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Defending life from the moment of conception

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News, 10 July 2001

10 July 2001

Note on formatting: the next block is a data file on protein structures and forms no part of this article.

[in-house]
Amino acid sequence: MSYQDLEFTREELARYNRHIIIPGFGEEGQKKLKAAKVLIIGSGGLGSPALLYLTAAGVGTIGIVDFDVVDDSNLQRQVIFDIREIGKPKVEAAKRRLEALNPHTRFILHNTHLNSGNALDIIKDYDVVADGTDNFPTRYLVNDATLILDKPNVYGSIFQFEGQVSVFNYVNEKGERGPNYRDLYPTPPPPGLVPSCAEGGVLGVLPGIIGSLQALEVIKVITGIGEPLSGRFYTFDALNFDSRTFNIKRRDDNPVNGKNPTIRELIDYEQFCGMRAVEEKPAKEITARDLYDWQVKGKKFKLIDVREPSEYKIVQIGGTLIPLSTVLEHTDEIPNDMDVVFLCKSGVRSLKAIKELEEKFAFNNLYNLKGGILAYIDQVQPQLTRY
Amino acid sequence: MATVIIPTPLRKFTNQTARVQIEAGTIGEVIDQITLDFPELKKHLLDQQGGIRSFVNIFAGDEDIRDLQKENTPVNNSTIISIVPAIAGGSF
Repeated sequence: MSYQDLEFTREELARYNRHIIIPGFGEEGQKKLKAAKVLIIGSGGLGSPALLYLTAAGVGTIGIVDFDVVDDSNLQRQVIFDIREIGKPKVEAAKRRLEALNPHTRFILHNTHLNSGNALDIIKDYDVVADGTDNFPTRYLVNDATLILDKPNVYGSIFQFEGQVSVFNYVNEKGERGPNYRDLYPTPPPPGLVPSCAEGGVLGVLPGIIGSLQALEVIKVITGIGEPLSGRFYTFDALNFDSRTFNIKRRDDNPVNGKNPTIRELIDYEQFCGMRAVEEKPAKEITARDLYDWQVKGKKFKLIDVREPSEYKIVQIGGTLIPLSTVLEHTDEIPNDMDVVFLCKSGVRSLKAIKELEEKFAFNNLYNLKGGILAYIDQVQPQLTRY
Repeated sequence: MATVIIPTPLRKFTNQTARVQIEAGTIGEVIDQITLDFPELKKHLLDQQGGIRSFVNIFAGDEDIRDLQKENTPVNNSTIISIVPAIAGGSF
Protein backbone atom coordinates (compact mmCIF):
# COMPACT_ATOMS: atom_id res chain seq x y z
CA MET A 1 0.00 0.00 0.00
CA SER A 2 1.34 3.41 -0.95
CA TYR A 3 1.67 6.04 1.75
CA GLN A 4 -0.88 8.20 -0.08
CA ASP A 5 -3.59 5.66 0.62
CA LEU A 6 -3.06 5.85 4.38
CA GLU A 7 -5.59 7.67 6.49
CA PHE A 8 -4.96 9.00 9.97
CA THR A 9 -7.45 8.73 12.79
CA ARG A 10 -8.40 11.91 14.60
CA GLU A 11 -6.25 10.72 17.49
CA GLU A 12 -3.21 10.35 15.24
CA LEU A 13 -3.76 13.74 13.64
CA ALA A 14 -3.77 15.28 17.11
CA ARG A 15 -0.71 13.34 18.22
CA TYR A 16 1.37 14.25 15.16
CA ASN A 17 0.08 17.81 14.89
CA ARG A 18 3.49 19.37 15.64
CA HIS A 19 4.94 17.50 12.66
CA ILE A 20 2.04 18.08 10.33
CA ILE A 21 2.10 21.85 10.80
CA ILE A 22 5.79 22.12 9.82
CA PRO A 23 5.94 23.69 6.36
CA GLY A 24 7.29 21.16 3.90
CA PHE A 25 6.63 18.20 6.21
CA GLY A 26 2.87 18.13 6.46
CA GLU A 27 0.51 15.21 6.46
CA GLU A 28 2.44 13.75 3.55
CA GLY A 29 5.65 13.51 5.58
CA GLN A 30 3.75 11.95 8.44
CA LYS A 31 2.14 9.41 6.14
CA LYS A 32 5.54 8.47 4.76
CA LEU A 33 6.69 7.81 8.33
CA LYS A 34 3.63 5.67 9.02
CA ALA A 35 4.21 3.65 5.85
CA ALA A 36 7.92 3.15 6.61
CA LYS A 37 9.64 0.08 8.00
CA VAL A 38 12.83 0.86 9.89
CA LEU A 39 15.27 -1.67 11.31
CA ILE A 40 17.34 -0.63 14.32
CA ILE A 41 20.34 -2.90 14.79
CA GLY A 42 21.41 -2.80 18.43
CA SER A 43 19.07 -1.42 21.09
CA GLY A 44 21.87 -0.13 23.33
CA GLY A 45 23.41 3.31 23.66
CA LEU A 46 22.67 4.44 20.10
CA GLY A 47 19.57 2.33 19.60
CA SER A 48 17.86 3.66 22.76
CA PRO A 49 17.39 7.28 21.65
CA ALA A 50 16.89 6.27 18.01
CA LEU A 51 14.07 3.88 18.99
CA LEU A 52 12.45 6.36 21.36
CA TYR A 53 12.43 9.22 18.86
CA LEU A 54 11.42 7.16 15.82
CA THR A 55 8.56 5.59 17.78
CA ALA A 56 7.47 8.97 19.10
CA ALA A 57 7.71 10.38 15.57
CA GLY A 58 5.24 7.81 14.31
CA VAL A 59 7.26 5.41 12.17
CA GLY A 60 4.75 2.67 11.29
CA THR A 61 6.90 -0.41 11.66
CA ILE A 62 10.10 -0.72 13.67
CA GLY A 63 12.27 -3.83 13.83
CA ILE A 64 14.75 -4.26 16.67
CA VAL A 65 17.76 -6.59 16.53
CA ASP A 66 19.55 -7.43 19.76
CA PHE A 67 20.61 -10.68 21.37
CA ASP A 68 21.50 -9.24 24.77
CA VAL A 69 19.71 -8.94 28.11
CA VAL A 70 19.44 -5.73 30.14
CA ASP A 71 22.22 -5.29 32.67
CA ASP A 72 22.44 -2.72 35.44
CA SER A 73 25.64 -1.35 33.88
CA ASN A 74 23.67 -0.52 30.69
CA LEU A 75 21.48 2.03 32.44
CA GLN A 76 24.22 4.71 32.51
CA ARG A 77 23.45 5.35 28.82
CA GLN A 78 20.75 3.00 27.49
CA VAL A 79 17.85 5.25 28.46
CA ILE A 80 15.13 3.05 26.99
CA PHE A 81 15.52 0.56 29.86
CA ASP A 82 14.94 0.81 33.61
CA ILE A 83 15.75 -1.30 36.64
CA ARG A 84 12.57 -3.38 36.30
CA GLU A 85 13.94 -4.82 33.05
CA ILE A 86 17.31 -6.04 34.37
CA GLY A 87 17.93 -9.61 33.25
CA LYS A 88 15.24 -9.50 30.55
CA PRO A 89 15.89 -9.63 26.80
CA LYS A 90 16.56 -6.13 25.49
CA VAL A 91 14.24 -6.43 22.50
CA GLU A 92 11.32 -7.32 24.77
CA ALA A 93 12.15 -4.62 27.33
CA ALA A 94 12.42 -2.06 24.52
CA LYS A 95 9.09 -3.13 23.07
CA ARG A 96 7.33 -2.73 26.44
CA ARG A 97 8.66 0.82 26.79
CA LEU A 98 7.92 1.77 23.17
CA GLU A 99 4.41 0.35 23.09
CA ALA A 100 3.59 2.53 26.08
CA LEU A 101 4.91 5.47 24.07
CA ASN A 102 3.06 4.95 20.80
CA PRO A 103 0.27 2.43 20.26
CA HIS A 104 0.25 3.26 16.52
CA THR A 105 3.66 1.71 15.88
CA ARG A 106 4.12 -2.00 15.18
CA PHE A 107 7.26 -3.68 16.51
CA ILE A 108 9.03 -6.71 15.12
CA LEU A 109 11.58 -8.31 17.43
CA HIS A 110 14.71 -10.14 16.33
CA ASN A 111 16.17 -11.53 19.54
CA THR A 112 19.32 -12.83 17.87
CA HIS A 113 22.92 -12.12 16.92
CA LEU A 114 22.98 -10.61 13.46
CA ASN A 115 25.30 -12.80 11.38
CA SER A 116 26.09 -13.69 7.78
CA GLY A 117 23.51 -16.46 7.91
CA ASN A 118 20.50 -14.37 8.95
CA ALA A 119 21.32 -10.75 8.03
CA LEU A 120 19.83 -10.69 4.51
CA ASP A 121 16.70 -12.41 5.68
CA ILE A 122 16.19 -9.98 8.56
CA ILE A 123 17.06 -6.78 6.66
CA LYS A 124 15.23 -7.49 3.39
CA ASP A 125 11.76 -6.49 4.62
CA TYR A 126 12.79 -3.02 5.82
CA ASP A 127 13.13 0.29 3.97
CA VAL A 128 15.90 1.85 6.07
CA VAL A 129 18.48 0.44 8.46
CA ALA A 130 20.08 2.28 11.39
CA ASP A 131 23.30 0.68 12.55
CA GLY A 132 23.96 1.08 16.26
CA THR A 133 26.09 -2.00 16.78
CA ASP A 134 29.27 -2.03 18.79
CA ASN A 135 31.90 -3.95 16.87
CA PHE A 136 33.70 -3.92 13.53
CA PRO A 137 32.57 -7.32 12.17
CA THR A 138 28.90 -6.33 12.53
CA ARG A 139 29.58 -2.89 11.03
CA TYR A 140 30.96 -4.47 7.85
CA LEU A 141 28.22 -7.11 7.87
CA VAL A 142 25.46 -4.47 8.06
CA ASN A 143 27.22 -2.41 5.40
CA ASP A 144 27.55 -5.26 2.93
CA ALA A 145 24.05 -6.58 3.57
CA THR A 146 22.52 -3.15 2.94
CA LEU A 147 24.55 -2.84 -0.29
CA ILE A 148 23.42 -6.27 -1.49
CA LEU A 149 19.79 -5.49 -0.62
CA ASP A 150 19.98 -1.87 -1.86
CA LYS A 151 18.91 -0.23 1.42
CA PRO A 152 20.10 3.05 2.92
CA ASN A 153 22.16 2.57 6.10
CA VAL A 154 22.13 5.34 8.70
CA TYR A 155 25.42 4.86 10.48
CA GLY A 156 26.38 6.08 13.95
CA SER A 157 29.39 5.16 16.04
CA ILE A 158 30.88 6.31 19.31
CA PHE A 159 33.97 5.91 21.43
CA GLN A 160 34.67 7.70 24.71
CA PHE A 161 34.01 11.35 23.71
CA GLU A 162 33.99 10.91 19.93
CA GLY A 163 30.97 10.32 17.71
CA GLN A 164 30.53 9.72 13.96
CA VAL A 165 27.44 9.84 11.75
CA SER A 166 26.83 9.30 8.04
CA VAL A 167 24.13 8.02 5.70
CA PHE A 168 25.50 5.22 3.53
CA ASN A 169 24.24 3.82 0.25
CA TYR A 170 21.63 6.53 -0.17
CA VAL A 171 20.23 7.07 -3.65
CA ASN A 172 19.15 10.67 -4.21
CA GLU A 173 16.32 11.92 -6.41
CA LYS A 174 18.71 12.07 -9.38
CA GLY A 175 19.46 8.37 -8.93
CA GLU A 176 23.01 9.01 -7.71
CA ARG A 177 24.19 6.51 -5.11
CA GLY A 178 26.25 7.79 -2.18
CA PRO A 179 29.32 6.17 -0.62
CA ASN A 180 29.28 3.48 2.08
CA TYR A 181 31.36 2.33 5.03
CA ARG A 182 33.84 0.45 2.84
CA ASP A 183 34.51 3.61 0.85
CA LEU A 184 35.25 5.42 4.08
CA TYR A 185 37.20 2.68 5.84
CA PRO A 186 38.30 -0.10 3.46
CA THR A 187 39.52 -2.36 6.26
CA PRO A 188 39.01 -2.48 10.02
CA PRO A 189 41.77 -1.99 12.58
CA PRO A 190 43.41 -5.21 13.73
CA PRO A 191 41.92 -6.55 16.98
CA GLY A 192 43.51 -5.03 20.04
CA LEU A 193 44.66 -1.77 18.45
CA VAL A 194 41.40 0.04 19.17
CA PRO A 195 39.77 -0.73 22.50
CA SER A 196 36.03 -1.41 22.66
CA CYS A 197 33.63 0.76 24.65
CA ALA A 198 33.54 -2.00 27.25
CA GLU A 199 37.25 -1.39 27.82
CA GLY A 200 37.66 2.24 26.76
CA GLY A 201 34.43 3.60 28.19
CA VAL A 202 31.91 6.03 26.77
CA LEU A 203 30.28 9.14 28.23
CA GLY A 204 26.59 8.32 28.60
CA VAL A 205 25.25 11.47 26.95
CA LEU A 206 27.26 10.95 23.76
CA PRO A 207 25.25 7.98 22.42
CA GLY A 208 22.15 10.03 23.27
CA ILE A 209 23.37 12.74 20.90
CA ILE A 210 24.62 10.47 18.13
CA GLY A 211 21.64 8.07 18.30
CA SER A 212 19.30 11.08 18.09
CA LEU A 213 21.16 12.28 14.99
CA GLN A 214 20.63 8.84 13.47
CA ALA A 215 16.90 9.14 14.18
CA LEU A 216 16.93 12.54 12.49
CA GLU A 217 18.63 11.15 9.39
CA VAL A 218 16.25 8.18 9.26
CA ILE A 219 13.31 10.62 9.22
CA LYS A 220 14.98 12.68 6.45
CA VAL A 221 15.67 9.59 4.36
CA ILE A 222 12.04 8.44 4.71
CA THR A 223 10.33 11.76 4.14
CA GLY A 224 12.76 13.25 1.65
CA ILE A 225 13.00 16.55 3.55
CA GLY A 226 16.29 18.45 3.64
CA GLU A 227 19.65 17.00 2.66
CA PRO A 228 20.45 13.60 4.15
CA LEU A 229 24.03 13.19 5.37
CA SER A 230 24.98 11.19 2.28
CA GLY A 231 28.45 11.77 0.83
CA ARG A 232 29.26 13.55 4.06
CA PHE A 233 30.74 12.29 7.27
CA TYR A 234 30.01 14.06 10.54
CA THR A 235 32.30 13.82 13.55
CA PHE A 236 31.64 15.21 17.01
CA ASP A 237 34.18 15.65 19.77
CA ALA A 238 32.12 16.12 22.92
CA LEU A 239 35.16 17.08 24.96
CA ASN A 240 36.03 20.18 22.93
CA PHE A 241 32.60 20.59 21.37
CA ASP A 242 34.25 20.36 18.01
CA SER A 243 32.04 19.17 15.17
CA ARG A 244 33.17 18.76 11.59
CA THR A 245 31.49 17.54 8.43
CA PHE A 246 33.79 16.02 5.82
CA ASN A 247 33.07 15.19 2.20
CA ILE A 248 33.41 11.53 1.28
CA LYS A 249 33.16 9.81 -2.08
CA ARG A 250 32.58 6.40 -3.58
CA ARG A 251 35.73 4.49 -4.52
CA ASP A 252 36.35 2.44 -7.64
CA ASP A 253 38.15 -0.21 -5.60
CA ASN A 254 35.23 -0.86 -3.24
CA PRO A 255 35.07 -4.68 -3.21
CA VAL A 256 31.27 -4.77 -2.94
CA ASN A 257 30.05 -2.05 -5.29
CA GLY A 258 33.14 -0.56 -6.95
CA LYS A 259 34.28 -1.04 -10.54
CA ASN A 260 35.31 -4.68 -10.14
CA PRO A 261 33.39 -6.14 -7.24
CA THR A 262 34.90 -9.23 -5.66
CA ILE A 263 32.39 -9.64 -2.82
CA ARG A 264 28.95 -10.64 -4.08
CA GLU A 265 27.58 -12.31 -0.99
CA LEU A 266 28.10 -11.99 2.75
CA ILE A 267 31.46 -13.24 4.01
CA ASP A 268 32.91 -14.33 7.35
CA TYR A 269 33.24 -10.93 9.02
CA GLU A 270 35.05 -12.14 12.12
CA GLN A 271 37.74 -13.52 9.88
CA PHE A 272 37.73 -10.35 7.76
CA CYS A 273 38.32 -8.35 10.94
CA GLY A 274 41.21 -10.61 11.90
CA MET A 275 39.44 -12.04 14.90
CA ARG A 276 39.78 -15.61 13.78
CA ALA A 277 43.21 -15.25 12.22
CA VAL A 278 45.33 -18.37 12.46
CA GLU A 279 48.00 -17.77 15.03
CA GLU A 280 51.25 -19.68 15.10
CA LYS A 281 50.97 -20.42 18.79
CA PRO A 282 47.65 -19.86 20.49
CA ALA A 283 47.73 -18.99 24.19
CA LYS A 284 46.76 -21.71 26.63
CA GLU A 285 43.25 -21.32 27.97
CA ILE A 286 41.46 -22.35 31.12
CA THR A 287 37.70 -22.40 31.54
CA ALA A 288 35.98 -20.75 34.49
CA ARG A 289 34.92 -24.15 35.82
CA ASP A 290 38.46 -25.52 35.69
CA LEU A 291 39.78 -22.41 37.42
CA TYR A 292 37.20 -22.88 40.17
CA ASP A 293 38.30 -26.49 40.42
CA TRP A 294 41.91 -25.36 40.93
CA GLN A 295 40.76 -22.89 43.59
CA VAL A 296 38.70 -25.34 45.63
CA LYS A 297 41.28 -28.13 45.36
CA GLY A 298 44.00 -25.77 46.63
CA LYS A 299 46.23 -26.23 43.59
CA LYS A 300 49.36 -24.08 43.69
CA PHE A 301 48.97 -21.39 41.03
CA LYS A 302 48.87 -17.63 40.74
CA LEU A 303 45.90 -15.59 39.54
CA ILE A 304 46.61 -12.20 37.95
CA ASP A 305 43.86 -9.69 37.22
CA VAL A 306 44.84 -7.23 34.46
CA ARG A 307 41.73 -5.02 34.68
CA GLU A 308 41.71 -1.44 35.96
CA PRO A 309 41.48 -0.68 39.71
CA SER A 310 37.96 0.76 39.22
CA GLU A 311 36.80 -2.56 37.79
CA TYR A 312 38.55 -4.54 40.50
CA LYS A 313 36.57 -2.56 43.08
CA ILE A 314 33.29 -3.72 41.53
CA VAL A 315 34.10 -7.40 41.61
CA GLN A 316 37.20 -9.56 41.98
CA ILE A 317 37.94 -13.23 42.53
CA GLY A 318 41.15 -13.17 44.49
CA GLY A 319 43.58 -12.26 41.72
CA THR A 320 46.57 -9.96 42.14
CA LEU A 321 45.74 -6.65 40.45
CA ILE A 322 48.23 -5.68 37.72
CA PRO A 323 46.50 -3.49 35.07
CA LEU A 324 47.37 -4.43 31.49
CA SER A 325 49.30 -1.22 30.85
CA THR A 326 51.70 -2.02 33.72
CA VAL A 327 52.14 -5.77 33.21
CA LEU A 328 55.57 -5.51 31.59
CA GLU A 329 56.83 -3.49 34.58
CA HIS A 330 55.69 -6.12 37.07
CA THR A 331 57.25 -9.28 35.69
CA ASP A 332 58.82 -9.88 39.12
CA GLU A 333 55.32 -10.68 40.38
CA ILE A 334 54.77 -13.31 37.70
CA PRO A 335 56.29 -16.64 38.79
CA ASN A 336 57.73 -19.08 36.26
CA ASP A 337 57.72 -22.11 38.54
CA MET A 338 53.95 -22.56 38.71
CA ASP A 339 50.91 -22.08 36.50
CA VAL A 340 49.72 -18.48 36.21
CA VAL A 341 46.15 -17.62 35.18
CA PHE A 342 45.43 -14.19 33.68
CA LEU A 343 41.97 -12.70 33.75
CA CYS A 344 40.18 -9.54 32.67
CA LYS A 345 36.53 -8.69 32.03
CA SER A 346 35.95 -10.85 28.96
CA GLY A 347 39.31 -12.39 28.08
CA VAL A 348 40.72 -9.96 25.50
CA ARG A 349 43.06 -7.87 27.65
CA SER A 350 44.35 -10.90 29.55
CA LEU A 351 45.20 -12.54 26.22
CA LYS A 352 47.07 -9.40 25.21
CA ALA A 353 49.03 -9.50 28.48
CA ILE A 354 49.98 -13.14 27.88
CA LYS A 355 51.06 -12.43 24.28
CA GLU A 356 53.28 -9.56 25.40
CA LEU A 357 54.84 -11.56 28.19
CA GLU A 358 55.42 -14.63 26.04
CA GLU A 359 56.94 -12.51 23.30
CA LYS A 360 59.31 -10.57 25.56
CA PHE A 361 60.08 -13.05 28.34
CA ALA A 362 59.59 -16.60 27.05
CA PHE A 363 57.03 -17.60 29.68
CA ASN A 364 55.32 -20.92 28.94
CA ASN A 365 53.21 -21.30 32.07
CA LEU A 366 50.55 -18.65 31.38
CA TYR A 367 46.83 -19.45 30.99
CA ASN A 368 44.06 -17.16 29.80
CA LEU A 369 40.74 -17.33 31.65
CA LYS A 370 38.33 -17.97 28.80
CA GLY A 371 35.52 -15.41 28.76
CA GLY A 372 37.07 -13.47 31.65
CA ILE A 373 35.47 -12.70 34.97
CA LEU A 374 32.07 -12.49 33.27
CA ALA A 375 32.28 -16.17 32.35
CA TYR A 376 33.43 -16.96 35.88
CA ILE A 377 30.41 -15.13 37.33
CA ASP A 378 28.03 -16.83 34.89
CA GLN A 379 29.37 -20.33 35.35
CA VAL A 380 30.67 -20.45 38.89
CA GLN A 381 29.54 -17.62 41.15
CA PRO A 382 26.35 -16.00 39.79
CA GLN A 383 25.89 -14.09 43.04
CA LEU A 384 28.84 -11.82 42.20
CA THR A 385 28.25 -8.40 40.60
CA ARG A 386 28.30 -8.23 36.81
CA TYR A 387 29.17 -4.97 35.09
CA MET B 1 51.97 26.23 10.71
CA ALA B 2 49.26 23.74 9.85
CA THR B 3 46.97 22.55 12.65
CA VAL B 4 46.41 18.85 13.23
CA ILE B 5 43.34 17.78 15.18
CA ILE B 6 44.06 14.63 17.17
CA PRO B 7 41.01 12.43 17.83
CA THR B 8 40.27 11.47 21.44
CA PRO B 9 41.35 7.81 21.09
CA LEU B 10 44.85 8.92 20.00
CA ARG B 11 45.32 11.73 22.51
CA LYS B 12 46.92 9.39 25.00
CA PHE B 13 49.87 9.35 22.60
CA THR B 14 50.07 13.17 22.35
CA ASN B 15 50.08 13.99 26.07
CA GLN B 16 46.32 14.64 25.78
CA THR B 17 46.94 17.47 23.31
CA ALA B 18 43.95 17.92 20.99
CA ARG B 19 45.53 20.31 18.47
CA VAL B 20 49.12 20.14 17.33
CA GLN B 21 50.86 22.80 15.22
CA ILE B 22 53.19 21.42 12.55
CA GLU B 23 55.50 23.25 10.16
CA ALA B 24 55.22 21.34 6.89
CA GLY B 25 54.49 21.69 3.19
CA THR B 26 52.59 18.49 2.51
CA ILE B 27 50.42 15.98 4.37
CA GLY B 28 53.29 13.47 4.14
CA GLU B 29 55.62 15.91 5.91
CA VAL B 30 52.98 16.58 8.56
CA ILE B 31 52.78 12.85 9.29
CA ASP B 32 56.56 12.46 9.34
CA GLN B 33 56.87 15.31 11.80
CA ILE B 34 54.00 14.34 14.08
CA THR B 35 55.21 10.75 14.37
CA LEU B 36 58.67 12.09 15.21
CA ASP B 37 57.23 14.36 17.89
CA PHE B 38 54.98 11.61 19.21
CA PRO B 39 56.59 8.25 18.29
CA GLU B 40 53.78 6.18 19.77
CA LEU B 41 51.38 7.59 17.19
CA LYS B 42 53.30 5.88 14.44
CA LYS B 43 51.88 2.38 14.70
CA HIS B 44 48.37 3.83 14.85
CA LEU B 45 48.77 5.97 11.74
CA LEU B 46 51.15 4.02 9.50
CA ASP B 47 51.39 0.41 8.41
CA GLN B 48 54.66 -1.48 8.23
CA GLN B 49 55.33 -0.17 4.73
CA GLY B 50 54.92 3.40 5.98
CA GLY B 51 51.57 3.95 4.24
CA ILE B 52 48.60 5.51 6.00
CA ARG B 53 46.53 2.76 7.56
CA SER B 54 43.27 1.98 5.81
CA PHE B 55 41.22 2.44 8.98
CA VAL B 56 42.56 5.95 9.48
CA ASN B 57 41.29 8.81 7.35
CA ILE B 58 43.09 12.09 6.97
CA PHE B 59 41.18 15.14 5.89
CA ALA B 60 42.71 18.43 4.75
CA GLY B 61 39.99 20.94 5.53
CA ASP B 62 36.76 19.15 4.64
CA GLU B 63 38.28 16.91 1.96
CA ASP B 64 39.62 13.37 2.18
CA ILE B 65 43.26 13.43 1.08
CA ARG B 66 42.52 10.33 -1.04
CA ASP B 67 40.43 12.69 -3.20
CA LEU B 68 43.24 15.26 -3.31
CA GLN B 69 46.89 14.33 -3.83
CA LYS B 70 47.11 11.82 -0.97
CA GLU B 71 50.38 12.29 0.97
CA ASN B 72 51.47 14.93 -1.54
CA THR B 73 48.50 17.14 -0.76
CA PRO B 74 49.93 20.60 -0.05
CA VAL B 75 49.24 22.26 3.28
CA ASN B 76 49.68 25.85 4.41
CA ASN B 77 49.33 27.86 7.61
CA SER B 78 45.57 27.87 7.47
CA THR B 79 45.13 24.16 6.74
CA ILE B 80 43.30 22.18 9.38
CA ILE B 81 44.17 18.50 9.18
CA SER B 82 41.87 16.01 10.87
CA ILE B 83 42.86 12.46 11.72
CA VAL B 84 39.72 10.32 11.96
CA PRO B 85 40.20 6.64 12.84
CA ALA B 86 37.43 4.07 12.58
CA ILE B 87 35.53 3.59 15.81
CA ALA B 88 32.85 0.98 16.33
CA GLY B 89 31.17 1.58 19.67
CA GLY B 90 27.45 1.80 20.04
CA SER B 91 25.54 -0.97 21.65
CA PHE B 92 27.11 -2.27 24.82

10 July 2001 Women could reproduce without men using a technique which creates embryos by combining female cell tissue with eggs. Scientists in Melbourne, Australia, have succeeded in chemically rendering mouse-cells similar to sperm by removing one of two sets of chromosomes. The team at Monash university say they will know early next year if embryos made with this technique can result in live births. [Daily Mail and BBC , 10 July] The Indian health minister intends to strengthen the law against abortion based on gender, which has been described as rampant. The government will also try to trap doctors who break the law by getting women to pose as mothers seeking an abortion because they are expecting a girl. According to a survey of 90,000 women, only one in 50 prefers female children. [Reuters on news24, 9 July ] The friend of a deaf-mute man with heart disease and prostate cancer has admitted smothering him with a pillow. Mr Raymond Krerowicz had written notes to Ms Donna Trautman asking her to help him die. Ms Trautman has been charged under a Wisconsin law against assisting suicide, though she has conceded that she took Mr Krerowicz's life. [Green Bay News-Chronicle, 10 July ] The vice-president of the Vatican body which studies life issues has descibed the concepts of the pro-embryo and pre-embryo as groundless. ("Pro-embryo" is used to describe embryos in their first eight days of life while "pre-embryo" describes those in their first 15 days.) In a recent address, Bishop Elio Sgreccia of the Pontifical Academy for Life re-stated Catholic teaching that: "From the moment of fertilisation we are in the presence of a new, independent, individualised being which develops in a continuous fashion." Describing the human embryo as a sign of contradiction, the bishop pointed out how the number of published works on the embryo had increased from the early 1970s to the early 1990s. The academy has set up a task force which will itself publish a book on the subject. [Zenit on EWTN, 8 July ] President Bush's policies on abortion will affect Canada as well as the USA, according to pro- and anti-lifers. The Campaign Life Coalition says that Mr Bush's initiatives will stop the denial of the reality of abortion in Canada. The Canadian Abortion Rights League says that, if the unborn are recognised as people, abortion could be undermined. [Canadian Press on thestar.com, 9 July ] Life Issues Institute of Ohio does not expect a big rush for the RU 486 abortion drug, which was recently made available in the state. A spokesman for the institute said that Planned Parenthood of Cincinnati were charging $550 for the procedure but had not sold it aggressively. Planned Parenthood had said that RU 486 needed three visits, cost more, took longer and caused bleeding. The institute's spokesman added that: "Media reports gave us a fair shake." [Life Issues Institute and Cincinnati Enquirer , 9 July] Opposition to the use of embryonic stem cells has come from doctors at Bonn university, Germany, where such work is being undertaken. Dr Volker Herzog, director of the Institute for Cell Biology, has described work on embryo-cells as a "fall from grace" and Gerhild van Echten-Deckert of the Institute for Organic Chemistry and Biochemistry wants alternatives such as the use of cells from adults and animals to be exhausted before human embryos are used. Applications by other German universities for imported embryo cells have been described as an avalanche. [Frankfurter Allgemeine Zeitung, 8 July ]

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